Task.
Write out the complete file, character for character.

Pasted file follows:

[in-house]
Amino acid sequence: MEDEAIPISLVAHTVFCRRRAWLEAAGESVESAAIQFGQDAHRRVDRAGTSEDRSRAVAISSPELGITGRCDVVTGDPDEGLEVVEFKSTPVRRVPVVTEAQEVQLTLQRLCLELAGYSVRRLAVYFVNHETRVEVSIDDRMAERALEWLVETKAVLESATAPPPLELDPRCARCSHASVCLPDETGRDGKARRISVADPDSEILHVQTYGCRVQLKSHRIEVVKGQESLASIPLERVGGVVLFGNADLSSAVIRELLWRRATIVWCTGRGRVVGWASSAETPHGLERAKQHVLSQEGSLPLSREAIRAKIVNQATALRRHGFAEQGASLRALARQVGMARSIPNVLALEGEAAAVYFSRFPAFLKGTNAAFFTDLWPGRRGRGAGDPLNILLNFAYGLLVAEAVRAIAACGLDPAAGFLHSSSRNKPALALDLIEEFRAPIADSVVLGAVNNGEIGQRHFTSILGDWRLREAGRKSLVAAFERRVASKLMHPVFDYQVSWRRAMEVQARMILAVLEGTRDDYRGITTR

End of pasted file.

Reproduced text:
[in-house]
Amino acid sequence: MEDEAIPISLVAHTVFCRRRAWLEAAGESVESAAIQFGQDAHRRVDRAGTSEDRSRAVAISSPELGITGRCDVVTGDPDEGLEVVEFKSTPVRRVPVVTEAQEVQLTLQRLCLELAGYSVRRLAVYFVNHETRVEVSIDDRMAERALEWLVETKAVLESATAPPPLELDPRCARCSHASVCLPDETGRDGKARRISVADPDSEILHVQTYGCRVQLKSHRIEVVKGQESLASIPLERVGGVVLFGNADLSSAVIRELLWRRATIVWCTGRGRVVGWASSAETPHGLERAKQHVLSQEGSLPLSREAIRAKIVNQATALRRHGFAEQGASLRALARQVGMARSIPNVLALEGEAAAVYFSRFPAFLKGTNAAFFTDLWPGRRGRGAGDPLNILLNFAYGLLVAEAVRAIAACGLDPAAGFLHSSSRNKPALALDLIEEFRAPIADSVVLGAVNNGEIGQRHFTSILGDWRLREAGRKSLVAAFERRVASKLMHPVFDYQVSWRRAMEVQARMILAVLEGTRDDYRGITTR